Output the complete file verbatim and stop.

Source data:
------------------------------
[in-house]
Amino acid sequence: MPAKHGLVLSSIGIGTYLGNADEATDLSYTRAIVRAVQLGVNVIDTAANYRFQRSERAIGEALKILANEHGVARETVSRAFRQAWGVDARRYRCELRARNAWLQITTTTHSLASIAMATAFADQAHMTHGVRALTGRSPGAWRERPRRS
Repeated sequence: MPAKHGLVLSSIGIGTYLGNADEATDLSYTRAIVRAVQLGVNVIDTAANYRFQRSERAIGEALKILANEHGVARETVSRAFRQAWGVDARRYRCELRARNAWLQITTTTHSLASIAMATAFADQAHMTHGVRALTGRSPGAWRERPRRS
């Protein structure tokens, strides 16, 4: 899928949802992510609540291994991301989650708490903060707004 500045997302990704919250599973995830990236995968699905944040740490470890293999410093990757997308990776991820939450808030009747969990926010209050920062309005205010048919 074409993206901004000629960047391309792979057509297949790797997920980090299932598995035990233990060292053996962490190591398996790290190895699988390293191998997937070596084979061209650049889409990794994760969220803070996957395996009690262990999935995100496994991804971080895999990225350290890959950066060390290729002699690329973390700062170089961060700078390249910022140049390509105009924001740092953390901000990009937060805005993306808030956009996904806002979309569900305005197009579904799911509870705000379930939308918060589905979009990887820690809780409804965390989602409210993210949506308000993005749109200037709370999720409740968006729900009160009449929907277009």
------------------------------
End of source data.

[in-house]
Amino acid sequence: MPAKHGLVLSSIGIGTYLGNADEATDLSYTRAIVRAVQLGVNVIDTAANYRFQRSERAIGEALKILANEHGVARETVSRAFRQAWGVDARRYRCELRARNAWLQITTTTHSLASIAMATAFADQAHMTHGVRALTGRSPGAWRERPRRS
Repeated sequence: MPAKHGLVLSSIGIGTYLGNADEATDLSYTRAIVRAVQLGVNVIDTAANYRFQRSERAIGEALKILANEHGVARETVSRAFRQAWGVDARRYRCELRARNAWLQITTTTHSLASIAMATAFADQAHMTHGVRALTGRSPGAWRERPRRS
């Protein structure tokens, strides 16, 4: 899928949802992510609540291994991301989650708490903060707004 500045997302990704919250599973995830990236995968699905944040740490470890293999410093990757997308990776991820939450808030009747969990926010209050920062309005205010048919 074409993206901004000629960047391309792979057509297949790797997920980090299932598995035990233990060292053996962490190591398996790290190895699988390293191998997937070596084979061209650049889409990794994760969220803070996957395996009690262990999935995100496994991804971080895999990225350290890959950066060390290729002699690329973390700062170089961060700078390249910022140049390509105009924001740092953390901000990009937060805005993306808030956009996904806002979309569900305005197009579904799911509870705000379930939308918060589905979009990887820690809780409804965390989602409210993210949506308000993005749109200037709370999720409740968006729900009160009449929907277009």